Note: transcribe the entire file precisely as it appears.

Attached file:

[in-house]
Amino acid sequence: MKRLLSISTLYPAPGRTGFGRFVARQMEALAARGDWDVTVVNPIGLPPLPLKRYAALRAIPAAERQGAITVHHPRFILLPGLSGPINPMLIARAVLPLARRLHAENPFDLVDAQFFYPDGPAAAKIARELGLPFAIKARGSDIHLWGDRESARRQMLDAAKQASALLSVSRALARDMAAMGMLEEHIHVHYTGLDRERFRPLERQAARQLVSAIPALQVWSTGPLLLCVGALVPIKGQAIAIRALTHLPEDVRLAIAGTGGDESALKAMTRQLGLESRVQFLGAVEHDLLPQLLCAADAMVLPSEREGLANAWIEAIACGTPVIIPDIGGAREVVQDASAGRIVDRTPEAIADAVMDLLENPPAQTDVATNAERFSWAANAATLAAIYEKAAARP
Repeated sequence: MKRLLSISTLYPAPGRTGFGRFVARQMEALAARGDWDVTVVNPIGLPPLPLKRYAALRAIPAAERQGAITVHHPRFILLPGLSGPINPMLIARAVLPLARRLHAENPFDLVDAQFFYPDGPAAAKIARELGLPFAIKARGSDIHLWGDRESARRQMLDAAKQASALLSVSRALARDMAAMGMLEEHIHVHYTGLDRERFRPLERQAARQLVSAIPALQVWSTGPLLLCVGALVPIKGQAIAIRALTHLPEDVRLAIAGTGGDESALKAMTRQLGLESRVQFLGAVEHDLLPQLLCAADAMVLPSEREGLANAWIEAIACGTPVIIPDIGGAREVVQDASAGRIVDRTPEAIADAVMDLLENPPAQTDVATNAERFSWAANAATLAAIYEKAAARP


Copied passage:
[in-house]
Amino acid sequence: MKRLLSISTLYPAPGRTGFGRFVARQMEALAARGDWDVTVVNPIGLPPLPLKRYAALRAIPAAERQGAITVHHPRFILLPGLSGPINPMLIARAVLPLARRLHAENPFDLVDAQFFYPDGPAAAKIARELGLPFAIKARGSDIHLWGDRESARRQMLDAAKQASALLSVSRALARDMAAMGMLEEHIHVHYTGLDRERFRPLERQAARQLVSAIPALQVWSTGPLLLCVGALVPIKGQAIAIRALTHLPEDVRLAIAGTGGDESALKAMTRQLGLESRVQFLGAVEHDLLPQLLCAADAMVLPSEREGLANAWIEAIACGTPVIIPDIGGAREVVQDASAGRIVDRTPEAIADAVMDLLENPPAQTDVATNAERFSWAANAATLAAIYEKAAARP
Repeated sequence: MKRLLSISTLYPAPGRTGFGRFVARQMEALAARGDWDVTVVNPIGLPPLPLKRYAALRAIPAAERQGAITVHHPRFILLPGLSGPINPMLIARAVLPLARRLHAENPFDLVDAQFFYPDGPAAAKIARELGLPFAIKARGSDIHLWGDRESARRQMLDAAKQASALLSVSRALARDMAAMGMLEEHIHVHYTGLDRERFRPLERQAARQLVSAIPALQVWSTGPLLLCVGALVPIKGQAIAIRALTHLPEDVRLAIAGTGGDESALKAMTRQLGLESRVQFLGAVEHDLLPQLLCAADAMVLPSEREGLANAWIEAIACGTPVIIPDIGGAREVVQDASAGRIVDRTPEAIADAVMDLLENPPAQTDVATNAERFSWAANAATLAAIYEKAAARP